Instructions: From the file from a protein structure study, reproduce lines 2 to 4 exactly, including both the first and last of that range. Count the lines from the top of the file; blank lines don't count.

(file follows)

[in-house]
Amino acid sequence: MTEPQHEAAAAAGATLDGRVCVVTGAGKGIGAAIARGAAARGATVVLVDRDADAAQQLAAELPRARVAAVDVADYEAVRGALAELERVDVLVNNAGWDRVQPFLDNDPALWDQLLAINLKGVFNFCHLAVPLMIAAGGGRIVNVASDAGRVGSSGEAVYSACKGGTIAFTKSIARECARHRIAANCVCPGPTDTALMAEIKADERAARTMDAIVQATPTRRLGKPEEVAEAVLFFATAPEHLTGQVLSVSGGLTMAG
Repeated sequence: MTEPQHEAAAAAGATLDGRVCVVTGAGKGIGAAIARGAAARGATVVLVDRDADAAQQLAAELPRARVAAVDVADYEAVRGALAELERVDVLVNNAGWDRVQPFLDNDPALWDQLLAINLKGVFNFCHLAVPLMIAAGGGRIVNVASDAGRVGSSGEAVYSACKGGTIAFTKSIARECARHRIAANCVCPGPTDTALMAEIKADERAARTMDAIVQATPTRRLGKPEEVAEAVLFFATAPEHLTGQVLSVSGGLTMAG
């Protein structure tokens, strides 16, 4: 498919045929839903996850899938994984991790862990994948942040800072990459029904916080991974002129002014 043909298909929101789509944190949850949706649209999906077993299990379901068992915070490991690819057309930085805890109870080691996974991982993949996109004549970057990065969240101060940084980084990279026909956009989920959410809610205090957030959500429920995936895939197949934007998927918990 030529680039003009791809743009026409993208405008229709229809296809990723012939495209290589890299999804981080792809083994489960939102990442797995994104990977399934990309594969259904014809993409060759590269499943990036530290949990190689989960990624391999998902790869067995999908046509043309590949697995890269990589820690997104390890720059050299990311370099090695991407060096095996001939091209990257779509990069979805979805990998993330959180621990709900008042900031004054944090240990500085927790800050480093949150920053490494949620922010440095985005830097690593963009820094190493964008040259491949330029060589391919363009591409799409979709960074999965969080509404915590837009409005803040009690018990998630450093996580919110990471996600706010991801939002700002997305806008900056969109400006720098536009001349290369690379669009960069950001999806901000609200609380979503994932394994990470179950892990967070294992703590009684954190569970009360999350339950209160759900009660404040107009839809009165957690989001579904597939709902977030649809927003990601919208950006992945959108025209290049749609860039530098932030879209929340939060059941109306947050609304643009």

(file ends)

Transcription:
Amino acid sequence: MTEPQHEAAAAAGATLDGRVCVVTGAGKGIGAAIARGAAARGATVVLVDRDADAAQQLAAELPRARVAAVDVADYEAVRGALAELERVDVLVNNAGWDRVQPFLDNDPALWDQLLAINLKGVFNFCHLAVPLMIAAGGGRIVNVASDAGRVGSSGEAVYSACKGGTIAFTKSIARECARHRIAANCVCPGPTDTALMAEIKADERAARTMDAIVQATPTRRLGKPEEVAEAVLFFATAPEHLTGQVLSVSGGLTMAG
Repeated sequence: MTEPQHEAAAAAGATLDGRVCVVTGAGKGIGAAIARGAAARGATVVLVDRDADAAQQLAAELPRARVAAVDVADYEAVRGALAELERVDVLVNNAGWDRVQPFLDNDPALWDQLLAINLKGVFNFCHLAVPLMIAAGGGRIVNVASDAGRVGSSGEAVYSACKGGTIAFTKSIARECARHRIAANCVCPGPTDTALMAEIKADERAARTMDAIVQATPTRRLGKPEEVAEAVLFFATAPEHLTGQVLSVSGGLTMAG
């Protein structure tokens, strides 16, 4: 498919045929839903996850899938994984991790862990994948942040800072990459029904916080991974002129002014 043909298909929101789509944190949850949706649209999906077993299990379901068992915070490991690819057309930085805890109870080691996974991982993949996109004549970057990065969240101060940084980084990279026909956009989920959410809610205090957030959500429920995936895939197949934007998927918990 030529680039003009791809743009026409993208405008229709229809296809990723012939495209290589890299999804981080792809083994489960939102990442797995994104990977399934990309594969259904014809993409060759590269499943990036530290949990190689989960990624391999998902790869067995999908046509043309590949697995890269990589820690997104390890720059050299990311370099090695991407060096095996001939091209990257779509990069979805979805990998993330959180621990709900008042900031004054944090240990500085927790800050480093949150920053490494949620922010440095985005830097690593963009820094190493964008040259491949330029060589391919363009591409799409979709960074999965969080509404915590837009409005803040009690018990998630450093996580919110990471996600706010991801939002700002997305806008900056969109400006720098536009001349290369690379669009960069950001999806901000609200609380979503994932394994990470179950892990967070294992703590009684954190569970009360999350339950209160759900009660404040107009839809009165957690989001579904597939709902977030649809927003990601919208950006992945959108025209290049749609860039530098932030879209929340939060059941109306947050609304643009």